Jesus’ resurrection is God’s promise to the world that the impossible has suddenly been made possible.
The Resurrection isn’t just the promise that something good will happen someday—it’s the promise that every bad thing will be turned upside down, into something good. The Curse will be reversed. Broken things will be restored. Love will win.
The Resurrection is the eucatastrophe of the story of the Incarnation—this story begins and ends in joy.
—J. R. R. Tolkien
Eucatastrophe: It’s not just the opposite of catastrophe. It’s God rewriting the story, weaving in his threads of grace. It’s the heartbeat of redemption, pulsing throughout the land.
Sorrow will turn into joy.
Wounds will be healed.
Dead things will come to life.
Ugly things will be made beautiful.
Heartbreak will become hope.
In The Return of the King, after the ring is destroyed, Sam awakens and is surprised to see that Gandalf is still alive. This is what he says:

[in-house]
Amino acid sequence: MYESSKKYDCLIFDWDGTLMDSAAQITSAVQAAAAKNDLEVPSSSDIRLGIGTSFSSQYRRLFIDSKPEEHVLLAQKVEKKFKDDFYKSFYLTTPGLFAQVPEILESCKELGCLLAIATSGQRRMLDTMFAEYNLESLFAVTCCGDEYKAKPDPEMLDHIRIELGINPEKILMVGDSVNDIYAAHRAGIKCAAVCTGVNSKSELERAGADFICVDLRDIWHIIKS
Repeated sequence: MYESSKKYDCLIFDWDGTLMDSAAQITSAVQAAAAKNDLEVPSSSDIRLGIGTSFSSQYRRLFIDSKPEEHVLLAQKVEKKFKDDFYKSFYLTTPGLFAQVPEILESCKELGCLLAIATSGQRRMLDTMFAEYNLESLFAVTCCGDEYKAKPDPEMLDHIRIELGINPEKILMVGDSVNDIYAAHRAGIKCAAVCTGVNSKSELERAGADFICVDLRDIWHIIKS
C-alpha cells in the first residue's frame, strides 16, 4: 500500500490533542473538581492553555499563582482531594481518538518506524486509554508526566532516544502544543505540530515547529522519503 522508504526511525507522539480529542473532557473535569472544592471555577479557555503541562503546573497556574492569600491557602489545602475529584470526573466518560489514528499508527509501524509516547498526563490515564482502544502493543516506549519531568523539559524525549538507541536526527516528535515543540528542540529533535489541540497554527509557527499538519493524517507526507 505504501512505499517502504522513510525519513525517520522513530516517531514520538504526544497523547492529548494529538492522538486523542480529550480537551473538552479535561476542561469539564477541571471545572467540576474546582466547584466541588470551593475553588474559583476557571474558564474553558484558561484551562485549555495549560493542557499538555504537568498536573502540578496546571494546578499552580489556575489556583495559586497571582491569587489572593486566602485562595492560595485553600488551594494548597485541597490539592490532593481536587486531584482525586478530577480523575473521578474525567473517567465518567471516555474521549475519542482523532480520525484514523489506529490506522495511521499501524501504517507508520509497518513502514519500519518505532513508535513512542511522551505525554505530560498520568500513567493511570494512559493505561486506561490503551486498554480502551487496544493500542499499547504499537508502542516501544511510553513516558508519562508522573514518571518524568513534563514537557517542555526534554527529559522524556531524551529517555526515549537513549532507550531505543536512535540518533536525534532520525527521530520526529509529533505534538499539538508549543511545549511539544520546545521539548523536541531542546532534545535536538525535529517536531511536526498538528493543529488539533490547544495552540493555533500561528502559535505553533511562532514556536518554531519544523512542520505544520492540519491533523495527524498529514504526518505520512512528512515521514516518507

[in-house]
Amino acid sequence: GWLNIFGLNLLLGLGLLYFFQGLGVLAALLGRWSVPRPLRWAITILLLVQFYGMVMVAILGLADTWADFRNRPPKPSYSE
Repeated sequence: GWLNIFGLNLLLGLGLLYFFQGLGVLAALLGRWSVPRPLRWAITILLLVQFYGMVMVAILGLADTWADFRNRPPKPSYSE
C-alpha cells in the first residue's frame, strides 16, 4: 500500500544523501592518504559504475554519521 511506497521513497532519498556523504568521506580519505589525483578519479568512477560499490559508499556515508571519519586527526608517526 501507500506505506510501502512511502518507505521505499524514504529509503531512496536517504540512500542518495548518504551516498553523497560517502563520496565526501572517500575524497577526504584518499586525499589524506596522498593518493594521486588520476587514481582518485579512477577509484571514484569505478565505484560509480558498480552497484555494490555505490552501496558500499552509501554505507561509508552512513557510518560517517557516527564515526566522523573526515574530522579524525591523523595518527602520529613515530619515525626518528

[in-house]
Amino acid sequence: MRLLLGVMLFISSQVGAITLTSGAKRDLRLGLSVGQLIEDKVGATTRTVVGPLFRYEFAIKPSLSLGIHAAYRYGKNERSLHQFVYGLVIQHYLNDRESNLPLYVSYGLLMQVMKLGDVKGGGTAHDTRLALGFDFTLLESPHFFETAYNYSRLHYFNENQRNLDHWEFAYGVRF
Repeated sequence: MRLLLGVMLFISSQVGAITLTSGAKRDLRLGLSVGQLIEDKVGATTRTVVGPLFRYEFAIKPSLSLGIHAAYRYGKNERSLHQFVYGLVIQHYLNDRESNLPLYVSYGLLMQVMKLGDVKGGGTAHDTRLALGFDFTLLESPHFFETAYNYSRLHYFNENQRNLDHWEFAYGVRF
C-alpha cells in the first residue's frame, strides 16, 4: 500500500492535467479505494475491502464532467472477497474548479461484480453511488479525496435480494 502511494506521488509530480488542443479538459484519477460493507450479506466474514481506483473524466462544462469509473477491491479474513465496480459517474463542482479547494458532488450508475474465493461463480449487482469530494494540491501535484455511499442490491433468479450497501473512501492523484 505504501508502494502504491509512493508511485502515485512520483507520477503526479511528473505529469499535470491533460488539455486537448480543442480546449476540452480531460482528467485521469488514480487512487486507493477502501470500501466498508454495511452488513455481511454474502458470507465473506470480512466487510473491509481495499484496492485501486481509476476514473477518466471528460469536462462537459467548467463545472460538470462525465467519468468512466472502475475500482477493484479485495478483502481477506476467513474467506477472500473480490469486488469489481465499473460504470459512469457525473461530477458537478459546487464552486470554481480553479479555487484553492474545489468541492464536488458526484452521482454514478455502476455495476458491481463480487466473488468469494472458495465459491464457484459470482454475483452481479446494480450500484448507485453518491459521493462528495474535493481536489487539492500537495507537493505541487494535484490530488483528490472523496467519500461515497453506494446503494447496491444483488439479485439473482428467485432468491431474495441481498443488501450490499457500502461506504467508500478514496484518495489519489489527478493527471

Is everything sad going to come untrue? What’s happened to the world?
I have to imagine that’s what the Marys thought when they went to the tomb and found it empty. Everything sad is coming untrue. And I’d guess it’s what the disciples thought when they saw Jesus alive again, sitting down to eat with them. Everything sad is coming untrue.
Death is coming untrue, pain is coming untrue, sadness is coming untrue. All because he lives.
The one sitting on the throne said, “Look, I am making everything new!”